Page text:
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You're listening to music by Diane said this is done give us a welcome to another informal session to hear some of the music I've written over the past 30 years or so. On this program brought to you by the national educational radio network. We're going to hear two scores the first for string orchestra and the second a musical setting of Ernest le prods famed children's story Alice and orchestra. And our program begins now as we hear the strings of the National High School Symphony Orchestra in our lock and play my soliloquy for strings. The Be.
The end. The soliloquy for strings played for us by the gifted youngsters of the National High School orchestra to
Interlochen was the opening number on music by Don Gillis for the major work of our program we're going to hear music commissioned for the NBC symphony orchestra by United States Steel and more particularly for their children's corner section of the summer series of several years back. Its title is Alice an orchestra a musical version of Dr. Ernest le prods a book with the script written by the author. Especially for this recording and Allison orchestra a doctor prods Alice doesn't visit Wonderland at all but rather wanders around musical cities like Philadelphia brassy Dayo and pen Apple as well along the way. She meets with and talks to all of the members of the symphony orchestra. And the original performance Wilford Pelet da conducted the NBC symphony orchestra and he may Hoff was the narrator. In the performance we're to hear now the casket a camara of Rome under the baton of the composer will be heard with Jean Hamilton as narrator. Here is
Allison orchestra with script by Dr. Ernest le prod and music by Don Gillis. The little girl who just got off the train stared at the rear looking trunk on the station platform. It was taller than a man and shaped like a huge bomb. And the shouting and thumping seemed to come from inside. At first the little girl didn't know what to do. Then she saw that the trunk wasn't. All right.
And in a jiffy she had the lid open and out popped the big bass viol. The bass viol shook his fist at the little girl and shouted. What do you mean by shutting me up and that I nearly smothered. What's the big idea. The little girl was frightened. I let you out. The bass viol stopped shaking his fist and it must have been those pesky ukulele kids. Just wait till I catch them. And then the bass viol became quite friendly. He smiled at the little girl and said. What's your name and where do you live. Why. My name's Alice. And I live in the city. How did you get here. Alice hesitated. Well. I'm not quite sure. You see I was it is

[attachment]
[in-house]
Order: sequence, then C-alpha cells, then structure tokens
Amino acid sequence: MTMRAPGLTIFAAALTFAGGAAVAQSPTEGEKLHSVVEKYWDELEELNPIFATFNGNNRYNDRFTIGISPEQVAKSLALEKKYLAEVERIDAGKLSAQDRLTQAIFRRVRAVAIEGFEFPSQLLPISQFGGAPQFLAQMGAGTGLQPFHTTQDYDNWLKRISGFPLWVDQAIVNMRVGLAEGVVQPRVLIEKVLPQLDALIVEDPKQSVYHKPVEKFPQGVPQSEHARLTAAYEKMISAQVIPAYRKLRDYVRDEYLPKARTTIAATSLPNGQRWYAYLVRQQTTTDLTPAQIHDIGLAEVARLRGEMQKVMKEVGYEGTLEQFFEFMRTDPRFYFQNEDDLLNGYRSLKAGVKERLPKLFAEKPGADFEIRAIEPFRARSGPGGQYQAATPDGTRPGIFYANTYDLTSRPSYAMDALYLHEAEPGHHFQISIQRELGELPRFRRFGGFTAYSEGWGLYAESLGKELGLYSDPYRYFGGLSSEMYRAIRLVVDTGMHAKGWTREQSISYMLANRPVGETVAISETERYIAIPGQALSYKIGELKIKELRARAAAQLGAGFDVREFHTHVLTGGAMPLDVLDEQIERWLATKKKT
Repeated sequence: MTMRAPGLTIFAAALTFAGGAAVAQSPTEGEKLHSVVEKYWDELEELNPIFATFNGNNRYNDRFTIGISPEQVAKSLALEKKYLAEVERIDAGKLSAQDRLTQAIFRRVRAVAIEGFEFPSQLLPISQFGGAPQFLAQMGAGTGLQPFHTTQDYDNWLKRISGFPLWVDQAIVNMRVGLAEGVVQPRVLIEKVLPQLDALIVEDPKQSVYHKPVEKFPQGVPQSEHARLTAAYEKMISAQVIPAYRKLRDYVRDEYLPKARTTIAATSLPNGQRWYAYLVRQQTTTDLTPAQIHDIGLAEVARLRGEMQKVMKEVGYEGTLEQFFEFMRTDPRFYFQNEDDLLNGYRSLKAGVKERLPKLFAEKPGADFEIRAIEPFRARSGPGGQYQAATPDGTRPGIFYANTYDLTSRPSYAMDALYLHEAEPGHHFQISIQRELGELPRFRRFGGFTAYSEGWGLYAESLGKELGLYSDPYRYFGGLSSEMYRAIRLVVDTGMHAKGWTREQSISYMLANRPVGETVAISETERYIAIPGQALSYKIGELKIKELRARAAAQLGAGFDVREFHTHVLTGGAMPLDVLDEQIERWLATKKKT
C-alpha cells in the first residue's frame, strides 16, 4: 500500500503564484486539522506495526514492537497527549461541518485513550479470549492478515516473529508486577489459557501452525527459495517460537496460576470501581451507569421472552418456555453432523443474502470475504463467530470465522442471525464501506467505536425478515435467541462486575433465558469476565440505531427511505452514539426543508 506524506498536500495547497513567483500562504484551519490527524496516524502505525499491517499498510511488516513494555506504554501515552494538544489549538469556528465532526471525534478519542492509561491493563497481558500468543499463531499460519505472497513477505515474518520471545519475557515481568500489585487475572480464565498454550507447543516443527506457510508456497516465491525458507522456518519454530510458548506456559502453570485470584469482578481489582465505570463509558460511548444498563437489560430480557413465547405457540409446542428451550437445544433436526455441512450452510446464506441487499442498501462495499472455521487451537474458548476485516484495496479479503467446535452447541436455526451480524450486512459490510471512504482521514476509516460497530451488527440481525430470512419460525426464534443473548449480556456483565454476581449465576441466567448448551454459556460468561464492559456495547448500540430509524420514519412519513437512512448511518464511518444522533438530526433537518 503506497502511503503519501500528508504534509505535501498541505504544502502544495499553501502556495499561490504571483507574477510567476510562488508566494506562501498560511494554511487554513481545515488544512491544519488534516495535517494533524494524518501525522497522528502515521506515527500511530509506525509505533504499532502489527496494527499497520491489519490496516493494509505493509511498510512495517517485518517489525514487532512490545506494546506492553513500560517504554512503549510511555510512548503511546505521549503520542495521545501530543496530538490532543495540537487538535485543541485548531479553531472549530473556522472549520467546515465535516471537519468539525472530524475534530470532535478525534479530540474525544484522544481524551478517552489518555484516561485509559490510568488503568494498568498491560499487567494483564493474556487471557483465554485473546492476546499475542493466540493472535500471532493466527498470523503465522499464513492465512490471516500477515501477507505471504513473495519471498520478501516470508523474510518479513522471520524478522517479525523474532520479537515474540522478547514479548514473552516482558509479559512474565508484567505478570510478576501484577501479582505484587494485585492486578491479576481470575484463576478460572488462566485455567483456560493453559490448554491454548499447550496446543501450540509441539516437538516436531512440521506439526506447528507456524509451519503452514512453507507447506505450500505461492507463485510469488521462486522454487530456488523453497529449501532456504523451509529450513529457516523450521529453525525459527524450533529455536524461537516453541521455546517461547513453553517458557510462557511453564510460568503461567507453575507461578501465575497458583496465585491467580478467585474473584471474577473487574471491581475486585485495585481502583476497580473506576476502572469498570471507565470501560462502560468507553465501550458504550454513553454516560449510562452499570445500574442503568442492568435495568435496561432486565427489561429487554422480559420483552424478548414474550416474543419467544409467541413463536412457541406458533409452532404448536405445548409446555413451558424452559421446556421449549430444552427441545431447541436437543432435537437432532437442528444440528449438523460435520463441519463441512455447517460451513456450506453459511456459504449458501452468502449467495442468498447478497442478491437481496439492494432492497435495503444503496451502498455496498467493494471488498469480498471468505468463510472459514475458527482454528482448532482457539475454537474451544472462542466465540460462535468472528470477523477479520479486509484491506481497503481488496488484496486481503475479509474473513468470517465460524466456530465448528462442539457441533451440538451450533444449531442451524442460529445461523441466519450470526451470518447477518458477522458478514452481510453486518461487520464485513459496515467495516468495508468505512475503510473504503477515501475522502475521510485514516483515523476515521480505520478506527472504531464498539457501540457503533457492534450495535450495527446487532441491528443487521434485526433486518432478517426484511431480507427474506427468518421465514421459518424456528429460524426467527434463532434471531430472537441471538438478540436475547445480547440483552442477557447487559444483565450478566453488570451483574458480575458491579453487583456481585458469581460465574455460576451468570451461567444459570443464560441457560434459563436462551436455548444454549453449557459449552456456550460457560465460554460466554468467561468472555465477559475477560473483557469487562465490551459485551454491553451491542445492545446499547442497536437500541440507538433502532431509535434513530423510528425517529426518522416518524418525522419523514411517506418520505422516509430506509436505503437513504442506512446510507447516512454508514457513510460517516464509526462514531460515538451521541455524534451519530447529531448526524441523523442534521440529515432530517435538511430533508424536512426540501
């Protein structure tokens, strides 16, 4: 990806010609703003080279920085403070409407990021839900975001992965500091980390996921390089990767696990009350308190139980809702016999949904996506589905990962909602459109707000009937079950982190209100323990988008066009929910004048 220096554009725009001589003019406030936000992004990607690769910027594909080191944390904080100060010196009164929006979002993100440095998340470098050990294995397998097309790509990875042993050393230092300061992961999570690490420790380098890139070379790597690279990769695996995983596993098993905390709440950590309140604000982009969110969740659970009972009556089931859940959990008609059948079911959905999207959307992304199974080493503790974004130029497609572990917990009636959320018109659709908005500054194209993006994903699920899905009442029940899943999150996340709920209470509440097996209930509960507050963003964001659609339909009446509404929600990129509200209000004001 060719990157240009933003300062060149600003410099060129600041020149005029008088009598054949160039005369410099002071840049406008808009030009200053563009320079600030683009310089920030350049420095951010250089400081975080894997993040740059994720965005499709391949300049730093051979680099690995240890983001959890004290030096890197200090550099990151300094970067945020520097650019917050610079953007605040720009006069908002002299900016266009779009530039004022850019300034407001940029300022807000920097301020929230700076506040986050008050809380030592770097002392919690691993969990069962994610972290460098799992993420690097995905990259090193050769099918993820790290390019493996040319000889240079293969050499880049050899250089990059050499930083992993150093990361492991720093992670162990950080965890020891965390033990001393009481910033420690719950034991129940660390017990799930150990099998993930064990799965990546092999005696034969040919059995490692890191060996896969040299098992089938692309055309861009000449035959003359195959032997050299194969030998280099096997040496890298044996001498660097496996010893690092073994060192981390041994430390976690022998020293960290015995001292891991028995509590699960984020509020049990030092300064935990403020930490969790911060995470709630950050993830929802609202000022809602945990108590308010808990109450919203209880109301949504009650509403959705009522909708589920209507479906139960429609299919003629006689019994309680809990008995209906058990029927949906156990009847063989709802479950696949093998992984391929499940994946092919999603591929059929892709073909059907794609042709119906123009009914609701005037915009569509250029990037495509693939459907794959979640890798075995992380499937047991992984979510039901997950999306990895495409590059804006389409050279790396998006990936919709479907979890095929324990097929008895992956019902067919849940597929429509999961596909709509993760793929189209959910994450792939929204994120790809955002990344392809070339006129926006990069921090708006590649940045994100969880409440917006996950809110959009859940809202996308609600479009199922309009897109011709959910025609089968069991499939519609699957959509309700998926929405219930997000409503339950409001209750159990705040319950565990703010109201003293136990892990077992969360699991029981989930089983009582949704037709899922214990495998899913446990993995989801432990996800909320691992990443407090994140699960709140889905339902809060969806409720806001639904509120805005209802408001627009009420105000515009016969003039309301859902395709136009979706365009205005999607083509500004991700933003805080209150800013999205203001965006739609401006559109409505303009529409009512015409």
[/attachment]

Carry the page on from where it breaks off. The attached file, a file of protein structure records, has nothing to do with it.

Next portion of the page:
symphony concert. There is one under the gun. And I was hoping. One would not pound. And something funny happened. I was. The bass viol smile of. Understanding. Lots of people come to Philadelphia that way and this. Is the spirit down to. Philadelphia. It'll Adelphia. The home of the fiddles and the capitol of orchestrating a. Home I don't need to live here. The fire in. The old US of channel. And my brother. The other bass viol. Can I see him. Well. I think so.
Come along. And we'll go look for them. Ellis and the bass viol soon arrived at a handsome building. The turned out to be a concert hall and there on the stage were forfeit. One about half the size of a smile and the others much smaller. They all went to the back of the stage where each fiddle opened a cupboard and let out a man dressed in a tail coat and striped trousers. Alice was shocked to see me keeping human beings in.
The bass viol chuckled. Human beings don't need musicians. You see in your country headless have to have fiddles to play on it and Adelphia. We have to have it was to play on us. That's bad enough isn't it. I was. The bass viol chuckled again. Oh fiddle is out and they're just dummies. So you needn't worry about. And. Now we'd better go and speak to the string quartets. The bass viol endowed us up to the group of instruments and introduced her to the first violin. And this this is Miss just about her body.